According to [20], 78% of the planned hydropower production and 54% of the irrigation projects are already completed. Water among others is used for the irrigation of cotton and cereals, which consume huge amounts of water.

Generally, water is diverted for irrigation by gravity using open and raised canals with a conveyance efficiency of about 88%. Surface irrigation methods consisting mostly (about 90%) of furrow and flood irrigation with an average efficiency of 45% compared to drip and sprinkler irrigation [21] [22] [23].

The water consumption to irrigate one hectare averages 7000 m3 [21] although considering the Mediterranean type of the climate of the area, the area’s precipitation of 250 - 700 mm/yr and its potential evaporation of less than 1600 mm/yr indicates that not more than half of the really consumed amount of water is required for irrigation when using advanced irrigation methods [21] [22].

Figure 3. Location of existing and planned dams of GAP in Turkey.

Although many studies urged for holistic integrated developmental projects in the water sector to include conversion of open and raised canals into closed conduits and use of advanced on-farm irrigation practices such as drip irrigation, irrigation water is still used by inefficient methods such as flood irrigation, leaky open canal systems, very modest training programs of farmers and outdated management of projects.

Farmers in Turkey still use and prefer to use surface irrigation methods because of the high capital cost of irrigation pressurized techniques [24] [25], because of the unrestricted availability of irrigation water and because of the lack of farmers of experience in advanced technologies.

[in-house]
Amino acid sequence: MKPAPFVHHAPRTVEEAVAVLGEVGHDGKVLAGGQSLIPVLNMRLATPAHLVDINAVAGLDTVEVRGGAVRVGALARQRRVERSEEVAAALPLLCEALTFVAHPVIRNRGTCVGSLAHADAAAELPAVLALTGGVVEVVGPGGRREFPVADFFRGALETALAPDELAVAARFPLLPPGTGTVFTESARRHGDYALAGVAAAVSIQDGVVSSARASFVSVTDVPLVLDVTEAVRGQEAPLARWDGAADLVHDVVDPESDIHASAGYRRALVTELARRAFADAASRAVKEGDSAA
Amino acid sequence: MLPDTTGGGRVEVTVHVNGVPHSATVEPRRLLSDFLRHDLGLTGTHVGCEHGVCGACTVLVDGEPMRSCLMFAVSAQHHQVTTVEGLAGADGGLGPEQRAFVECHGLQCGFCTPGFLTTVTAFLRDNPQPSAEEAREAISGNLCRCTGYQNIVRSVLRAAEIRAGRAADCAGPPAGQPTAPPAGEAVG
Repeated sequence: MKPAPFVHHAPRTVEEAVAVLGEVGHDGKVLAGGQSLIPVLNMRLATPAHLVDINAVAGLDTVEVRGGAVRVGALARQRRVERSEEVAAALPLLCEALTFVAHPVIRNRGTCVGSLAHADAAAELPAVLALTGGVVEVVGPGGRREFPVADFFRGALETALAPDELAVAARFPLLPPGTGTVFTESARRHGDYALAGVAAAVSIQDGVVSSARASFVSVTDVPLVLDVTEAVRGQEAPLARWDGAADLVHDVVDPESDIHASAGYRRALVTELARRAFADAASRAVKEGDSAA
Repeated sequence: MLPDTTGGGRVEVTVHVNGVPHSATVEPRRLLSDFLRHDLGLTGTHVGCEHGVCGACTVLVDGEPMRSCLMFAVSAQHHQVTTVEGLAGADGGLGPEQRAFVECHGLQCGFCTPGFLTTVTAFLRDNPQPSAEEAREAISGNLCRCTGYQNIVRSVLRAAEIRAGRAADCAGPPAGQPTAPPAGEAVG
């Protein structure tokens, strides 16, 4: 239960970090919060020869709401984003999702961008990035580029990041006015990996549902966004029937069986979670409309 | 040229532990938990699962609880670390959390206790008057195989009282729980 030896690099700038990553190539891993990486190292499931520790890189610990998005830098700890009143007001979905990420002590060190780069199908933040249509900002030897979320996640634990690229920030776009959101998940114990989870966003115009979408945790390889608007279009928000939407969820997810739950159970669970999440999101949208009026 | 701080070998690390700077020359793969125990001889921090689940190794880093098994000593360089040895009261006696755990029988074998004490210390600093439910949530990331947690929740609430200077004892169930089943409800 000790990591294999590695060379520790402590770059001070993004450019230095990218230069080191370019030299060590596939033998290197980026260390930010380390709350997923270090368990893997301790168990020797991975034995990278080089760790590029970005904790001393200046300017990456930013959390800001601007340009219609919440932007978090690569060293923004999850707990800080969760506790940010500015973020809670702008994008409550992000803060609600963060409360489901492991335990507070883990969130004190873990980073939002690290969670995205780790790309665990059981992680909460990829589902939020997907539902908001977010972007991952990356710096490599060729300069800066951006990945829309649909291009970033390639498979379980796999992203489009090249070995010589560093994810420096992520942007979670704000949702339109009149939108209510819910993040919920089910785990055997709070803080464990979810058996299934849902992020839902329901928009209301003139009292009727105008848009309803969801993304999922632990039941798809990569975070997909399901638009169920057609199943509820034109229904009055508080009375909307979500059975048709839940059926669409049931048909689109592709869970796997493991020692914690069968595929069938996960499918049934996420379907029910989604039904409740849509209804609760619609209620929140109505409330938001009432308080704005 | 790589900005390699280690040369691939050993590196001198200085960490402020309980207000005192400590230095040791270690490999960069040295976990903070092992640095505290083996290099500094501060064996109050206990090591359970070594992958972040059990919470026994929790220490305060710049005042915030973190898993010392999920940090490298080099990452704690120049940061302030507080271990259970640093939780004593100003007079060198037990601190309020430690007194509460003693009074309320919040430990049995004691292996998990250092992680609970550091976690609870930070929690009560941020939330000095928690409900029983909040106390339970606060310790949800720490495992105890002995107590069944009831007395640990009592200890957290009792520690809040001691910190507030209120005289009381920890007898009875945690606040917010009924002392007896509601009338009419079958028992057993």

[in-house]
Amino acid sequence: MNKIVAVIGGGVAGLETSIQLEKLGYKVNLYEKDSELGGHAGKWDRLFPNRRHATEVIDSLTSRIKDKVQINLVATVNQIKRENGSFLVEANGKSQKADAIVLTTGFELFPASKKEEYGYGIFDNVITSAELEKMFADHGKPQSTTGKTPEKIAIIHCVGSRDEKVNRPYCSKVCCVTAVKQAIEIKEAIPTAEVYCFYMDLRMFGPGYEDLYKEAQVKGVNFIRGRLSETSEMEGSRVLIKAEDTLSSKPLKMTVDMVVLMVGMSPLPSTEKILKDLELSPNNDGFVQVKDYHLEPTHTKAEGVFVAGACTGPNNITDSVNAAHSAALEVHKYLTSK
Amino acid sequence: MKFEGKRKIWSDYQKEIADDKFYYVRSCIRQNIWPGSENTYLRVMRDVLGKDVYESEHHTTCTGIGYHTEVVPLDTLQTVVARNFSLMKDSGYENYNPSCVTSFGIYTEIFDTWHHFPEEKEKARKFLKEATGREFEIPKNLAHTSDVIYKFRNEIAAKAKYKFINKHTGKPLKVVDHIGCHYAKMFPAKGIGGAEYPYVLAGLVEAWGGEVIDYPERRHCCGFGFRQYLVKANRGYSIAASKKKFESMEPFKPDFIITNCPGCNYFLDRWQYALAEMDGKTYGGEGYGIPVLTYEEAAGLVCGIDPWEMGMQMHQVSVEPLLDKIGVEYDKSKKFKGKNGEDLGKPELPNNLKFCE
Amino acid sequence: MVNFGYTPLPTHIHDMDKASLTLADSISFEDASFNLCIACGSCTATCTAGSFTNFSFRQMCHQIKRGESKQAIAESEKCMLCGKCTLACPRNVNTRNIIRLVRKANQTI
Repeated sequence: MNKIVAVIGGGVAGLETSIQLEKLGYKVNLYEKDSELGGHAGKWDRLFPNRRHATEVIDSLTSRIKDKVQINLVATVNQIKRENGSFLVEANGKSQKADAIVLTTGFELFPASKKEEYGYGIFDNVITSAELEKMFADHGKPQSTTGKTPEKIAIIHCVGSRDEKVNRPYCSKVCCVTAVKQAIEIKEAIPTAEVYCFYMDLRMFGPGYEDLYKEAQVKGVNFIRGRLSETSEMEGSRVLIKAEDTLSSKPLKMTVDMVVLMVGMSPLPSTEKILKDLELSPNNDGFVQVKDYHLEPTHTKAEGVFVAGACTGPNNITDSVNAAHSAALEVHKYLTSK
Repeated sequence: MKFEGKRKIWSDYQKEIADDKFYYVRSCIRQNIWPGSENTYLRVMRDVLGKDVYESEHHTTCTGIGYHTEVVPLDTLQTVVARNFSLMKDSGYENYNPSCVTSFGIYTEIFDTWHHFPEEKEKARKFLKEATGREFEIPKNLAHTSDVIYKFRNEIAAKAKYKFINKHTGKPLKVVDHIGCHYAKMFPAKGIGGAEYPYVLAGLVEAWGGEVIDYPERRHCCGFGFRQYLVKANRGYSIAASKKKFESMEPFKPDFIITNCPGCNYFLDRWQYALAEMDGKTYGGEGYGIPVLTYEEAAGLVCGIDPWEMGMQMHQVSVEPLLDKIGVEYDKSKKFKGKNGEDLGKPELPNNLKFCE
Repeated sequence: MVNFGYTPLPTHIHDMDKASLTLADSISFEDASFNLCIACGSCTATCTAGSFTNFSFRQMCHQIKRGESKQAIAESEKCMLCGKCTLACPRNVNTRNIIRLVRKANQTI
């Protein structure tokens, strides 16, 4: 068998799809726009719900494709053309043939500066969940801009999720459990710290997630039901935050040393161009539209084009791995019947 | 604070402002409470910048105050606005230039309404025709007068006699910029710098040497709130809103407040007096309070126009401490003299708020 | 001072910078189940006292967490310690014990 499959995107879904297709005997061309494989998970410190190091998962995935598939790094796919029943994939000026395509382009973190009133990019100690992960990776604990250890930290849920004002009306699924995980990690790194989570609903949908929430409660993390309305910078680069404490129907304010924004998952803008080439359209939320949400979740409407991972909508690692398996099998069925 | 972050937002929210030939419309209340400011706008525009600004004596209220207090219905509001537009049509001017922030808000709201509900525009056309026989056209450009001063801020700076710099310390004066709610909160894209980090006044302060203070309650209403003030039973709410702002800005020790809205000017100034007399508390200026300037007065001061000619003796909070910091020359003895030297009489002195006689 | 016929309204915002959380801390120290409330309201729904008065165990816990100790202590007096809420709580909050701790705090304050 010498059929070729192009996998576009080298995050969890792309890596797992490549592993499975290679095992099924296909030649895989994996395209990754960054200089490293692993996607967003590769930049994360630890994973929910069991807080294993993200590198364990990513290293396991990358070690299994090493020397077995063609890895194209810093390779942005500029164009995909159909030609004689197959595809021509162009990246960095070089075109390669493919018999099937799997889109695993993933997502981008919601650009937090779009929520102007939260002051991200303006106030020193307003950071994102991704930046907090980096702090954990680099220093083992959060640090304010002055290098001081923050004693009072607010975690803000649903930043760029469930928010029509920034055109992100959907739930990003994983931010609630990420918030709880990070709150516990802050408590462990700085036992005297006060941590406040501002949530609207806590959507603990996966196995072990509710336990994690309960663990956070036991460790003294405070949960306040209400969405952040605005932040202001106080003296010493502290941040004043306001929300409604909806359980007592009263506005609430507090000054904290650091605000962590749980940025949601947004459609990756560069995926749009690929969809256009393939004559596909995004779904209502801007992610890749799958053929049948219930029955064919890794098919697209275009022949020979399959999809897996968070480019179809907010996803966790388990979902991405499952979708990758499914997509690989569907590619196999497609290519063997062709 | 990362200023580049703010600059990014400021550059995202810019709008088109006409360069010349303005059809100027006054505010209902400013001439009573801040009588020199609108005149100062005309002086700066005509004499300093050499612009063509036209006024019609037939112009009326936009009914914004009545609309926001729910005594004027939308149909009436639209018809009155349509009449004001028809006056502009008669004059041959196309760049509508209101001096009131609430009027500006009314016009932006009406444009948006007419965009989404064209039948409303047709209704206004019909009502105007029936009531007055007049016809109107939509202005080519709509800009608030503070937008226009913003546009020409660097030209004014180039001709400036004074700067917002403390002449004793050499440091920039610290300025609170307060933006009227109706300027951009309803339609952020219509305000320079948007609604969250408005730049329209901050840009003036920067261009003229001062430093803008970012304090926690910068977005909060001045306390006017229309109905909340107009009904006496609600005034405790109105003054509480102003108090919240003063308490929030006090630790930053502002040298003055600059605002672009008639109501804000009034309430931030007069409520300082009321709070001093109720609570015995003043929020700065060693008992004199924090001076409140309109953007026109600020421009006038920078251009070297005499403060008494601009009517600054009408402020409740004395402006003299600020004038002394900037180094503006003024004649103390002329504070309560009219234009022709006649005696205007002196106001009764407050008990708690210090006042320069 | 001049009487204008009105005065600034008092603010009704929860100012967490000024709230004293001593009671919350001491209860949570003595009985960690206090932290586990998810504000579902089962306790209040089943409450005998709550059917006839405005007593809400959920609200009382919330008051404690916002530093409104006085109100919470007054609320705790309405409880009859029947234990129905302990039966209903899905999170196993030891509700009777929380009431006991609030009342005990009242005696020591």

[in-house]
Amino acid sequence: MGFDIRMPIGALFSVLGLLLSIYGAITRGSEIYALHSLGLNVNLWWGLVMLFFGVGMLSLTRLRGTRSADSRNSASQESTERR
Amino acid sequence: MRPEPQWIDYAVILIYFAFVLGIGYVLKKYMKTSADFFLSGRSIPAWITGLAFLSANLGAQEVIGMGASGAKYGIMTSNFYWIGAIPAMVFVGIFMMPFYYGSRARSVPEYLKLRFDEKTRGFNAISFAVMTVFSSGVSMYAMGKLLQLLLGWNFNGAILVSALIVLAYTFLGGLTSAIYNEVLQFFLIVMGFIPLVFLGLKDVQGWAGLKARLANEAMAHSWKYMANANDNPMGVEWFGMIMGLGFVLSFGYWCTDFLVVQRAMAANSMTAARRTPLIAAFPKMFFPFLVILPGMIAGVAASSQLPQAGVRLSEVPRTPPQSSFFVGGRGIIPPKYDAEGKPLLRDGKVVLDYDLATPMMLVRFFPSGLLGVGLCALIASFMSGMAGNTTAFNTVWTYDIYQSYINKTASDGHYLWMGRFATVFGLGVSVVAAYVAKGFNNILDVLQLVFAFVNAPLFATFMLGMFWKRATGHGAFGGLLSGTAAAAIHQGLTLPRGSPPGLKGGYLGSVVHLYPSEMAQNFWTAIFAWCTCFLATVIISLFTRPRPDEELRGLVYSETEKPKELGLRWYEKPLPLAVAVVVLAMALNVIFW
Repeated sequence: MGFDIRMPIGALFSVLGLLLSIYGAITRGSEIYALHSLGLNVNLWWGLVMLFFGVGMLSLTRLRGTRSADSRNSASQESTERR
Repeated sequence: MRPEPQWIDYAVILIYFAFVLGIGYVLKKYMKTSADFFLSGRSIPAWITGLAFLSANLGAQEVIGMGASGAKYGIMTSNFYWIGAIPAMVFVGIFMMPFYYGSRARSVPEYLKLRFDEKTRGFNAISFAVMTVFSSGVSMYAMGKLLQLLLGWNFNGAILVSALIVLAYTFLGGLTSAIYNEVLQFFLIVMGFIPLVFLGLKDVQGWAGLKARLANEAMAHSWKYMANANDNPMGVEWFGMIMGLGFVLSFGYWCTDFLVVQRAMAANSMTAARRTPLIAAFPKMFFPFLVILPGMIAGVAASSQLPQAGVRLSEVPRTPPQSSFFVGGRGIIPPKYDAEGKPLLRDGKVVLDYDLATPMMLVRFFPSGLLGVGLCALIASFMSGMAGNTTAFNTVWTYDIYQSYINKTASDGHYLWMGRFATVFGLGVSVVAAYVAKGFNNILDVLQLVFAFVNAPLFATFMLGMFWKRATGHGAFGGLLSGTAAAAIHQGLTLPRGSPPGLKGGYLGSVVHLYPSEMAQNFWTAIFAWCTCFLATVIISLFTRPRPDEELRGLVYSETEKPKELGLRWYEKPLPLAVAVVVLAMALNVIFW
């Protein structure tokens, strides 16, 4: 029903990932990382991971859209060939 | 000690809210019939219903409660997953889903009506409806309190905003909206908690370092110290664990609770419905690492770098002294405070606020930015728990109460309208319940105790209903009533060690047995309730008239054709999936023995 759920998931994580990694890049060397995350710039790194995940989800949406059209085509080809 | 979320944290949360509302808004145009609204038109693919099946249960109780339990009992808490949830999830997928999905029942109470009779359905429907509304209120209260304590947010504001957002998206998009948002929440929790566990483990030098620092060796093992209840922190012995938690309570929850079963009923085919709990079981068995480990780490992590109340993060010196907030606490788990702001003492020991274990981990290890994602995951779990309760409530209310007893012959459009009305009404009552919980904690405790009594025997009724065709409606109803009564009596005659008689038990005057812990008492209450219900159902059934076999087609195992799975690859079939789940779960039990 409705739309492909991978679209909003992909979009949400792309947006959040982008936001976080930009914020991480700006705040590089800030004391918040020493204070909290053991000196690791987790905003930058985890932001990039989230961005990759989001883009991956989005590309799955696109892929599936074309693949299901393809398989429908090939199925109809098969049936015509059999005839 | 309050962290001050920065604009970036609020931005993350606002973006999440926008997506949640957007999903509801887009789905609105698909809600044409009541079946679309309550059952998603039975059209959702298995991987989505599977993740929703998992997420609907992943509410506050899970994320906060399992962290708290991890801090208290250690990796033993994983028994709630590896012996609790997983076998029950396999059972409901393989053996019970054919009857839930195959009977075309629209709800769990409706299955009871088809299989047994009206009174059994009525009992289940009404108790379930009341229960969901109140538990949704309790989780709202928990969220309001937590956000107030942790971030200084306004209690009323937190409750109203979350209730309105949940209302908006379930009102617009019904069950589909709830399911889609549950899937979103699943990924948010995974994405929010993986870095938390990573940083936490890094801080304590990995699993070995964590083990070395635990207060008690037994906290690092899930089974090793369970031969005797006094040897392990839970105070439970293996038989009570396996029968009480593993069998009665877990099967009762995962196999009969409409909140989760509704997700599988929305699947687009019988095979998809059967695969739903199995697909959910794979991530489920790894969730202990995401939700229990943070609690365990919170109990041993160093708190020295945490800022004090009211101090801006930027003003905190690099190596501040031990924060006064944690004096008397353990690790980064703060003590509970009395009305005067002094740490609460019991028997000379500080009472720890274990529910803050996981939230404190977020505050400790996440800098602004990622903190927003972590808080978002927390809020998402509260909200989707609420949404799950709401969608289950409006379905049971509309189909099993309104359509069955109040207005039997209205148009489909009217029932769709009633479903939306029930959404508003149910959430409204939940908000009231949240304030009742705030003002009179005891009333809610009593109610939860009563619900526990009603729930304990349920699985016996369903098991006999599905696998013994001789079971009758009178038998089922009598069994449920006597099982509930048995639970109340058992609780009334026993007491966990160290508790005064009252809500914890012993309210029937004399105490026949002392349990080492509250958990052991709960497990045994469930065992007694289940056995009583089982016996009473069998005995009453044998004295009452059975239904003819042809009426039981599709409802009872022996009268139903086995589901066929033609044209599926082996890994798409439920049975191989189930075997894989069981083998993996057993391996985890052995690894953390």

If Turkey’s GAP irrigation projects would use the technologies of pressurized water conveyance system to farms instead of the open canals only 6160 m3/hectare will be needed to reach the farms, which is the actual amount reaching farms from the presently released amount of 7000 m3/hectare through the inadequate conveyance systems. The requirements for a hectare of land under the prevailing climatic conditions should not exceed 3000 m3/hectare compared to a present use of around 6160 m3/hectare Calculation is based on [21] [23]. That means that the water use efficiency in irrigation in Turkey is not more than about 42% and that coincides well with the Turkish percentages of 45% [25] and 38% - 48% for the irrigation systems [22].

Therefore, it does not seem that there is an issue in Turkey reducing the flows of the Euphrates and Tigris Rivers to Syria and Iraq arguing that Turkey needs the water except that Turkey is using the water as a political weapon against Syria and Iraq.

This also indicates that the planning of the GAP project as it is being implemented was deficient and the only bearer of the consequences of such deficient planning are the people of the downstream countries; Syria and Iraq. It is causing the heated conflict with Syria and Iraq and depriving their populations of their water as a source of existence, which they used to depend on throughout the last 4 millennia.

2.2. Iran

Iran has built on the tributaries of the Tigris River 14 dams (Figure 4) with a total water storage capacity of 15.8 billion cubic meters [17] [19] [26] [27], whereas the Tigris tributaries used to discharge into Iraq an average of only 10 - 21 billion cubic meters [14] [17] [19]. The Iranian dams were constructed at distances from the Iran-Iraq borders, which means that the downstream areas’ contributions of these dams to the river flow within Iran are not included into the dam’s capacity calculations. Therefore, the Iranian dams’ total capacity of 15.8 bm3 is estimated at around twice the discharges of the Tigris tributaries at these dams’ sites.